The profits of Morrisons supermarket chain dropped by half in 2020 as the UK-based company was struggling with the consequences of the pandemic while paying staff a bonus for their hard work and covering for worker absence.
Britain’s fourth-largest supermarket chain Morrisons has agreed to a £9.5 bln takeover offer from a trio of investment groups led by Fortress, weeks after it rejected a much lower proposal from a private US equity firm.
According to the struck deal, reported by the Financial Times, Morrisons will be paid £2.52 per share, backed by a 2 pence dividend after a buyout by Fortress, the Canadian pension fund CPPIB and a unit of Koch Industries.
The group values the equity of Morrisons at £6.3 bln but the final offer also includes £3.2 bln of net debt.
Morrisons’ management earlier rejected an unsolicited proposal by US firm Clayton, Dubilier & Rice which wanted to take over the company for £2.30 per share.
The supermarket giant, which typically ranks behind Tesco, Sainsbury’s and Asda in annual sales, has revealed that it had dismissed previous proposals by Fortress.
In May, the investment group offered to buy Morrisons for £2.20 per share, and later made four other similar proposals. Morrisons didn’t agree to the takeover until negotiations reached a total value of £2.52 per share on 5 June.
Morrisons chair Andrew Higginson told the Financial Times that it became clear to the company’s management that “Fortress has a full understanding and appreciation of the fundamental character of Morrisons”.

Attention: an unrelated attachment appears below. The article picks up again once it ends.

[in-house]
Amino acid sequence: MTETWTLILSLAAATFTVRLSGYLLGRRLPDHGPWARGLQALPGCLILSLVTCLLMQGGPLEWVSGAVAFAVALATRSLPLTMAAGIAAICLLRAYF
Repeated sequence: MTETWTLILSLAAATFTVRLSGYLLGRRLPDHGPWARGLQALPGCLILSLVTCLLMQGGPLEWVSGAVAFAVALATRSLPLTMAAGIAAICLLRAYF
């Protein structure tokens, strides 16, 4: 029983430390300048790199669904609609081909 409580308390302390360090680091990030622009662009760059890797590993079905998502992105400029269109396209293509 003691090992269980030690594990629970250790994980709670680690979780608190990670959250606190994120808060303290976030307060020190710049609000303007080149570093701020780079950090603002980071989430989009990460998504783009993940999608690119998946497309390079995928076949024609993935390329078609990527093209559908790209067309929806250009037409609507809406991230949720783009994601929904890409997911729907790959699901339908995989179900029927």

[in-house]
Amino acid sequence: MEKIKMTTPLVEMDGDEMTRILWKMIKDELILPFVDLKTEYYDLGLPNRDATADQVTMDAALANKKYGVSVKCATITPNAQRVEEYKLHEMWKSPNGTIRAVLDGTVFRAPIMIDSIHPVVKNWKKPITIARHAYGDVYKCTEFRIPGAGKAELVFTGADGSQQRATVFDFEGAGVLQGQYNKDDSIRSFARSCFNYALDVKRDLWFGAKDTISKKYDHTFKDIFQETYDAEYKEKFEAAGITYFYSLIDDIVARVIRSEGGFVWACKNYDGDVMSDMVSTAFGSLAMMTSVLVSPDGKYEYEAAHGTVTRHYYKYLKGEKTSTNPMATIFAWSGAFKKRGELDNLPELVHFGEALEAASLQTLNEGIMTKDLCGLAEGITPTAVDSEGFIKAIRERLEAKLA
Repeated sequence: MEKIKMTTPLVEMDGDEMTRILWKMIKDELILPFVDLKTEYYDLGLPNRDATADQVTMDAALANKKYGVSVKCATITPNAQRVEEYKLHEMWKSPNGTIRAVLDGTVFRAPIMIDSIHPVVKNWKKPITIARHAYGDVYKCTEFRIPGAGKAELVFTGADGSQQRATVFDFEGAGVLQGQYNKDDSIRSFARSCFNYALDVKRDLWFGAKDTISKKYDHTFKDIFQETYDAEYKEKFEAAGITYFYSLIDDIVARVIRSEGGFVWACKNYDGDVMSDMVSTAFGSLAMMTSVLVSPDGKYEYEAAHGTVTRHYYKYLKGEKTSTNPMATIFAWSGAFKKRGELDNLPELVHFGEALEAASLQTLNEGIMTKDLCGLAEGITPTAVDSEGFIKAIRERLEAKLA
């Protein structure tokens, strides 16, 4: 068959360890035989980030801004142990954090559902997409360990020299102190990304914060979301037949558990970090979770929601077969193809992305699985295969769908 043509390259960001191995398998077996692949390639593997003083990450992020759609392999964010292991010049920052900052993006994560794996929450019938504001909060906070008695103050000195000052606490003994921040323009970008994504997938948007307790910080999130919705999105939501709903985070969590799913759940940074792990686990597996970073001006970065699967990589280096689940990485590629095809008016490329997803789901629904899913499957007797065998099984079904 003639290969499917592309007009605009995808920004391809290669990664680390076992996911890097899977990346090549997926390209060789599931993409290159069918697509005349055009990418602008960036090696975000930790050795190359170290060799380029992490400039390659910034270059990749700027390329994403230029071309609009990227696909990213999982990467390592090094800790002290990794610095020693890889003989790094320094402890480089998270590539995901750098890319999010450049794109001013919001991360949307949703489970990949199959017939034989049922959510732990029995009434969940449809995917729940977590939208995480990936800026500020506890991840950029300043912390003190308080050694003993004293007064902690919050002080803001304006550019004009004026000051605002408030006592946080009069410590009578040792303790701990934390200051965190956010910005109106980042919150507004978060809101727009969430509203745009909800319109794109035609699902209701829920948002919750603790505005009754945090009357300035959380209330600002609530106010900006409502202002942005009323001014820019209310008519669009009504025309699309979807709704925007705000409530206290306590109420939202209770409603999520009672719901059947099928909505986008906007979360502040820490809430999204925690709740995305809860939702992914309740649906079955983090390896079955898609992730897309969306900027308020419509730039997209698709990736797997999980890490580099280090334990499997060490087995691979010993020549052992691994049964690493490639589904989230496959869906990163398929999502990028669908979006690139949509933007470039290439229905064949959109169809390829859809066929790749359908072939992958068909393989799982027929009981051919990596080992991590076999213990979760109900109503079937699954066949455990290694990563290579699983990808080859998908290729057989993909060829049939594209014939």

On Friday, Morrisons’ shares closed at 243 pence, bringing its total business value to £5.8 billion. The food supplier lost big during the COVID pandemic, with its 2020 profits cut in half, to £201m.
Chief executive David Potts said in March that this halving of profits was “a Badge of honor” for him as the company took up its role of “feeding the nation” during the pandemic. UK shops were required to stay open unlike many other businesses while the benefits of higher sales were cancelled, leading to large costs.
“Frankly we could have made no profit and it would have been a result,” Potts concluded. At that time, the supermarket chain was viewed as a potential acquisition target for Amazon.